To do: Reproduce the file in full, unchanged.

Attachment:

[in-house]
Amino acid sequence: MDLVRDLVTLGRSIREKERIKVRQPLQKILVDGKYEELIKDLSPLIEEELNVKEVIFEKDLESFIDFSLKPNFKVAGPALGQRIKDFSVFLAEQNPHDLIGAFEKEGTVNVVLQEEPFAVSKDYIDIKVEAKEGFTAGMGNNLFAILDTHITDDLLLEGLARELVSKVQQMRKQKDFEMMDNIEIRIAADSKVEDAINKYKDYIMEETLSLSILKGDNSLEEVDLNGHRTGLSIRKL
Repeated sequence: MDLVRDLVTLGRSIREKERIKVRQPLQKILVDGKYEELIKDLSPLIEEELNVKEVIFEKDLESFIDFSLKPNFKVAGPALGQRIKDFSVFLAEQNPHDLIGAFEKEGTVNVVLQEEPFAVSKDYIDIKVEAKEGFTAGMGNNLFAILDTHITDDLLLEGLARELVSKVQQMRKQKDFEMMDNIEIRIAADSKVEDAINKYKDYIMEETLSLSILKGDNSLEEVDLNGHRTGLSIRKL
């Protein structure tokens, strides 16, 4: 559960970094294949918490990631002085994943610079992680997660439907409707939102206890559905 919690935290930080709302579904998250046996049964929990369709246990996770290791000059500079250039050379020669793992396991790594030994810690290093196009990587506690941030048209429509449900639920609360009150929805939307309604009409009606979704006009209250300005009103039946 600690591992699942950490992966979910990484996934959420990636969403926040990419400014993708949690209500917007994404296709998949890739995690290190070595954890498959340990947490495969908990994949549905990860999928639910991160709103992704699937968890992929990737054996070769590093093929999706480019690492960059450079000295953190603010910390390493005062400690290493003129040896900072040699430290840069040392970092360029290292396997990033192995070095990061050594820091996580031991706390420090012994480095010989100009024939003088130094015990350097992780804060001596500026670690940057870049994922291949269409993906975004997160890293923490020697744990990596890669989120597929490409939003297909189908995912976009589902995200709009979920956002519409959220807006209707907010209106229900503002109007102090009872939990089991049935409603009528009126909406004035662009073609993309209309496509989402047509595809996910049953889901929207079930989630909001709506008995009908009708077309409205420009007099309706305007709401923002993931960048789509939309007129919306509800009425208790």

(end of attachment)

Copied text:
[in-house]
Amino acid sequence: MDLVRDLVTLGRSIREKERIKVRQPLQKILVDGKYEELIKDLSPLIEEELNVKEVIFEKDLESFIDFSLKPNFKVAGPALGQRIKDFSVFLAEQNPHDLIGAFEKEGTVNVVLQEEPFAVSKDYIDIKVEAKEGFTAGMGNNLFAILDTHITDDLLLEGLARELVSKVQQMRKQKDFEMMDNIEIRIAADSKVEDAINKYKDYIMEETLSLSILKGDNSLEEVDLNGHRTGLSIRKL
Repeated sequence: MDLVRDLVTLGRSIREKERIKVRQPLQKILVDGKYEELIKDLSPLIEEELNVKEVIFEKDLESFIDFSLKPNFKVAGPALGQRIKDFSVFLAEQNPHDLIGAFEKEGTVNVVLQEEPFAVSKDYIDIKVEAKEGFTAGMGNNLFAILDTHITDDLLLEGLARELVSKVQQMRKQKDFEMMDNIEIRIAADSKVEDAINKYKDYIMEETLSLSILKGDNSLEEVDLNGHRTGLSIRKL
């Protein structure tokens, strides 16, 4: 559960970094294949918490990631002085994943610079992680997660439907409707939102206890559905 919690935290930080709302579904998250046996049964929990369709246990996770290791000059500079250039050379020669793992396991790594030994810690290093196009990587506690941030048209429509449900639920609360009150929805939307309604009409009606979704006009209250300005009103039946 600690591992699942950490992966979910990484996934959420990636969403926040990419400014993708949690209500917007994404296709998949890739995690290190070595954890498959340990947490495969908990994949549905990860999928639910991160709103992704699937968890992929990737054996070769590093093929999706480019690492960059450079000295953190603010910390390493005062400690290493003129040896900072040699430290840069040392970092360029290292396997990033192995070095990061050594820091996580031991706390420090012994480095010989100009024939003088130094015990350097992780804060001596500026670690940057870049994922291949269409993906975004997160890293923490020697744990990596890669989120597929490409939003297909189908995912976009589902995200709009979920956002519409959220807006209707907010209106229900503002109007102090009872939990089991049935409603009528009126909406004035662009073609993309209309496509989402047509595809996910049953889901929207079930989630909001709506008995009908009708077309409205420009007099309706305007709401923002993931960048789509939309007129919306509800009425208790």